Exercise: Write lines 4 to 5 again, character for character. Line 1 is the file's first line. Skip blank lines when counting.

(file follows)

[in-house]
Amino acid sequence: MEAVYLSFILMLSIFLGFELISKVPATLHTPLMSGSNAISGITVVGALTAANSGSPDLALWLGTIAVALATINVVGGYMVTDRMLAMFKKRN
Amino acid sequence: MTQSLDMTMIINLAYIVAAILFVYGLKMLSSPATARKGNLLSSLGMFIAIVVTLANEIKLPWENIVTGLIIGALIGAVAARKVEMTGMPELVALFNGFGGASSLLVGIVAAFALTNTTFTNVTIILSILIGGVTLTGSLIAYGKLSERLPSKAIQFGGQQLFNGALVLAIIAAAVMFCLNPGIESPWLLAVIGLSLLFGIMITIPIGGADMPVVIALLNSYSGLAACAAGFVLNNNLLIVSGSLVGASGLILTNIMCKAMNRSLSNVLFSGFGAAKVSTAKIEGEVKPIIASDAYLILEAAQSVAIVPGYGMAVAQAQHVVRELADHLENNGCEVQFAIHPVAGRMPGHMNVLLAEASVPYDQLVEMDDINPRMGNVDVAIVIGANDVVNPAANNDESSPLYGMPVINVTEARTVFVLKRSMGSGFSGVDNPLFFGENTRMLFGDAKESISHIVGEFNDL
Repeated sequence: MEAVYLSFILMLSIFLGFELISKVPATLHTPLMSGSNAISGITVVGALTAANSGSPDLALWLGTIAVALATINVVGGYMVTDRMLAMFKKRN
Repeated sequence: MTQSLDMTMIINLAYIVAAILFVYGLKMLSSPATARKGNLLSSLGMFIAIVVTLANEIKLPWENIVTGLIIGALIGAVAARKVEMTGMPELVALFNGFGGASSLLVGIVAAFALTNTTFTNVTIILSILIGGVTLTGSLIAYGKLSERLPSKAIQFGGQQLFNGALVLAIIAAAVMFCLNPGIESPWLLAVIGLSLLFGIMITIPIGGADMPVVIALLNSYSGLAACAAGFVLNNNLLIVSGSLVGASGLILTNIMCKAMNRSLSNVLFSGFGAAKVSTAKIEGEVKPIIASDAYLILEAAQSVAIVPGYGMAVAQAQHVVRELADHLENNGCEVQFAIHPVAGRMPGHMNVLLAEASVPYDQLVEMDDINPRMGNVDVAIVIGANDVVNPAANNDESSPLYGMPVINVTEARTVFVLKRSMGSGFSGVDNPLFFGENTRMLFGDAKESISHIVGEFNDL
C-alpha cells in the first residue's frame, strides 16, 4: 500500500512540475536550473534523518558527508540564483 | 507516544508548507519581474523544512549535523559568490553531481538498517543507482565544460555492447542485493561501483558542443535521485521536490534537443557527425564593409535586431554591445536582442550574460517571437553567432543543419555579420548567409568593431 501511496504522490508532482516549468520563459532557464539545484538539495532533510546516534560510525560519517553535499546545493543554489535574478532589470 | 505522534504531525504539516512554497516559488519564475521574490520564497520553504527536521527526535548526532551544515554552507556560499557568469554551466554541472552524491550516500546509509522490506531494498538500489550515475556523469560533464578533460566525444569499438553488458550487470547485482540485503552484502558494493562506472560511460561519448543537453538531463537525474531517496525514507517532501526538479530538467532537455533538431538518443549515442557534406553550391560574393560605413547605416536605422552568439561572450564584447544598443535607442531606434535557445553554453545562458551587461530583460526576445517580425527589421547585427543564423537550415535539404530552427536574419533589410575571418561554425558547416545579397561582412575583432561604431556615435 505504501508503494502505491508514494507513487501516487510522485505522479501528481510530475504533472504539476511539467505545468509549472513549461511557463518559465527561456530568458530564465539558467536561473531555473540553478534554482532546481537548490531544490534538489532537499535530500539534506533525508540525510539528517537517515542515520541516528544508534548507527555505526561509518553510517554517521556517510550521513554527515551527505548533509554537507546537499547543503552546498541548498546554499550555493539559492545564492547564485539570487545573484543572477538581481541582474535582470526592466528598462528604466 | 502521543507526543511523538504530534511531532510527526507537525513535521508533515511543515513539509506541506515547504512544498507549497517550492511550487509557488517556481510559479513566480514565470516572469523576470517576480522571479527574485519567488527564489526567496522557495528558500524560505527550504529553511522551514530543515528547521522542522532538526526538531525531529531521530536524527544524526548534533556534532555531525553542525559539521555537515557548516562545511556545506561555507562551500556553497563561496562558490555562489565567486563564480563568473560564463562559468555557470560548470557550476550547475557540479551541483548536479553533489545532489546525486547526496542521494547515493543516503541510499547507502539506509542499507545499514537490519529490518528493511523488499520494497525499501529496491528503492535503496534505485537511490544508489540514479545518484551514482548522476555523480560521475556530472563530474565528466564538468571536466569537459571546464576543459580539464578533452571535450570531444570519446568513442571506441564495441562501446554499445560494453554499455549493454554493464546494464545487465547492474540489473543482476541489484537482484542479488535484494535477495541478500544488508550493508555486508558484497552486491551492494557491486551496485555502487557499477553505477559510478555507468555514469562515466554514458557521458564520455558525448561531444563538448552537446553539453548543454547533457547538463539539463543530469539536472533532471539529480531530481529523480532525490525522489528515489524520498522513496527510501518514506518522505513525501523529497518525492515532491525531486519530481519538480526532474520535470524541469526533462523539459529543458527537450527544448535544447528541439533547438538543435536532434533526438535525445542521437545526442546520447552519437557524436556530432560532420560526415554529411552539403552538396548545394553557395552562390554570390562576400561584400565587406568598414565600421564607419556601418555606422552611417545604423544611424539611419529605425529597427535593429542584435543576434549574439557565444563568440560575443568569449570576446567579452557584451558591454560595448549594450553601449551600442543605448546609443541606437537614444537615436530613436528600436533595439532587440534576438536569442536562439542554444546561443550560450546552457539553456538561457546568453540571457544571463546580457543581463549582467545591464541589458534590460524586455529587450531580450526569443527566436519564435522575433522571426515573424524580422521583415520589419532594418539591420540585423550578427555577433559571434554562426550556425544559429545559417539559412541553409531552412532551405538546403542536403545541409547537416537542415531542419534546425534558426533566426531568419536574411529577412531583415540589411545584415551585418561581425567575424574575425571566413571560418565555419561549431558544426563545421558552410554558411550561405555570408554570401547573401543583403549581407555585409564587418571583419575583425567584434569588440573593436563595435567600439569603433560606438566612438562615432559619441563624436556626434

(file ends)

Repeated sequence: MEAVYLSFILMLSIFLGFELISKVPATLHTPLMSGSNAISGITVVGALTAANSGSPDLALWLGTIAVALATINVVGGYMVTDRMLAMFKKRN
Repeated sequence: MTQSLDMTMIINLAYIVAAILFVYGLKMLSSPATARKGNLLSSLGMFIAIVVTLANEIKLPWENIVTGLIIGALIGAVAARKVEMTGMPELVALFNGFGGASSLLVGIVAAFALTNTTFTNVTIILSILIGGVTLTGSLIAYGKLSERLPSKAIQFGGQQLFNGALVLAIIAAAVMFCLNPGIESPWLLAVIGLSLLFGIMITIPIGGADMPVVIALLNSYSGLAACAAGFVLNNNLLIVSGSLVGASGLILTNIMCKAMNRSLSNVLFSGFGAAKVSTAKIEGEVKPIIASDAYLILEAAQSVAIVPGYGMAVAQAQHVVRELADHLENNGCEVQFAIHPVAGRMPGHMNVLLAEASVPYDQLVEMDDINPRMGNVDVAIVIGANDVVNPAANNDESSPLYGMPVINVTEARTVFVLKRSMGSGFSGVDNPLFFGENTRMLFGDAKESISHIVGEFNDL